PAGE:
By sports editor Spencer Musick
BEIJING, Jan. 11 (Xinhua) -- Team China's 2-0 loss to Iceland at the inaugural China Cup last night certainly feels a little disheartening on the surface. It is never easy for a hosting country to lose in front of a home crowd, but we must always keep in mind the bigger picture.
China's pursuit of its football dream will be a long slog, and last night's result is just one of what will likely be many bumps in the road as China chases after footballing glory. What matters is not the outcome of individual matches, but rather what China -- and its athletes at all levels of the game -- can glean from its experiences on the world footballing stage.
Despite last night's loss, there are indeed many reasons for Chinese football fans to be hopeful for the future.
First of all, China's performance in last night's match had its bright spots, even if we came up short in the end. Iceland head coach Heimir Hallfrimsson admitted that the reigns were slipping away from his side in the first half of the match, and said that it was only in the second half that things really started to come together.
It is also worth pointing out that Team China were able to create a couple of chances, even if Icelandic goalkeeper Hannes Halldorsson managed to foil them. These missed chances are valuable; they create unique learning opportunities for Chinese players that could not have happened without the international setting provided by the China Cup.
Off the pitch, there are reasons to be optimistic as well. Although qualification for Russia 2018 remains a long-shot for Team China, that is very likely to change in future editions of the World Cup. World football governing body FIFA have shown a commitment to taking concrete steps to democratize the sport and allow teams from outside the traditional powerhouse regions of Europe and South America to compete.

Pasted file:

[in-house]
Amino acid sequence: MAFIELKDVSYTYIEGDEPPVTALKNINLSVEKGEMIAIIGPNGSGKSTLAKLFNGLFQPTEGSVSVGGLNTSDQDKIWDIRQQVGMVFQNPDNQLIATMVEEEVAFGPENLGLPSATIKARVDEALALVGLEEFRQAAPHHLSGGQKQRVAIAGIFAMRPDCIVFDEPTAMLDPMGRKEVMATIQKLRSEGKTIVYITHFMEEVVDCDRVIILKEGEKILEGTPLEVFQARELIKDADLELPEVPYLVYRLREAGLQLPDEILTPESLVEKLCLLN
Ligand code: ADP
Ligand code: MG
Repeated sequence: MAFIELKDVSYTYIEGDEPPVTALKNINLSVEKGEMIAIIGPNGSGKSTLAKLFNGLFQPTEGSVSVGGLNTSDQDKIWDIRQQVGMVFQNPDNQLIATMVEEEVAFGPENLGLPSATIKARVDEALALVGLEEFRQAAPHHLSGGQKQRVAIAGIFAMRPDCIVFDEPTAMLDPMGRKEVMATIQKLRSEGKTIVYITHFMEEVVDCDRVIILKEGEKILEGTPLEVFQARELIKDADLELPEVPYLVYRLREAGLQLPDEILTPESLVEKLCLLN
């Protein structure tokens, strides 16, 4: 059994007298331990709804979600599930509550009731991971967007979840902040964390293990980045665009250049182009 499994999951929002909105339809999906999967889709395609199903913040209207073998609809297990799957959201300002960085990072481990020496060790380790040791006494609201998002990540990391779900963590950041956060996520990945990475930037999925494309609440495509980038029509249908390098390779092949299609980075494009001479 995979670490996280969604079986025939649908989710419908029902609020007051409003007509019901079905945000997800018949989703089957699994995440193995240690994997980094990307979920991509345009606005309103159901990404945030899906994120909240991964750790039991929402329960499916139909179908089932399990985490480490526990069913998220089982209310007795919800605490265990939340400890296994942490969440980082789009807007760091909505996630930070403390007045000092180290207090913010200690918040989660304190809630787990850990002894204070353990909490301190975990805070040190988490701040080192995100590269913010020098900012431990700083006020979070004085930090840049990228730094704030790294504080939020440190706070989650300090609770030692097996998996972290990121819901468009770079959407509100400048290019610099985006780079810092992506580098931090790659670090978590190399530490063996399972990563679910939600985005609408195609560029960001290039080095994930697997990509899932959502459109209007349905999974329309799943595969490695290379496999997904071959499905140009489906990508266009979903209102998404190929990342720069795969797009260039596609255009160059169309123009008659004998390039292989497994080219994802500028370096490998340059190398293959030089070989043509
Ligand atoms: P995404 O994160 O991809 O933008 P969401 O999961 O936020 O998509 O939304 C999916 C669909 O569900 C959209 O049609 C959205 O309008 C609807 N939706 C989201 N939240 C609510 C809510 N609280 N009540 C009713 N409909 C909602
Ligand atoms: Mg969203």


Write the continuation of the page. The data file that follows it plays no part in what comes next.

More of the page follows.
On the same day as Team China's defeat at the hands of Iceland, FIFA's council unanimously voted to widen the scope of the World Cup to include 48 teams, a change that will come into effect for the 2026 edition. This expanded field (which will split the teams into 16 groups of 3 vying for a 32-team knockout stage) will make it much easier for countries like China to reach the qualifying spots. Given the increased focus that China promises to place on football development in the intervening time between now and 2026, its inclusion at that edition if the Cup is an attainable goal.
China is ticking all of the right boxes to create a recipe for footballing success: building youth training centers to identify and foster homegrown talents, building thousands of pitches across the country, and opening the floodgates for investment in marketing and broadcast opportunities in a bid to create an economy driven by increasing public interest in the game. China's football dream is an ambitions and laudable goal, and with all of the factors above working in tandem, China can foster a self-sustaining football ecosystem that will fuel its growth into a powerhouse. It will not be easy, but nothing worth having ever comes easily.
China is playing the long-game when it comes to developing football in the country. No country can go from 'also-ran' to powerhouse overnight in any sporting discipline. The task ahead will take time, patience, effort and determination, but all signals indicate that China is ready to go the distance on the road to success at the highest levels of world football.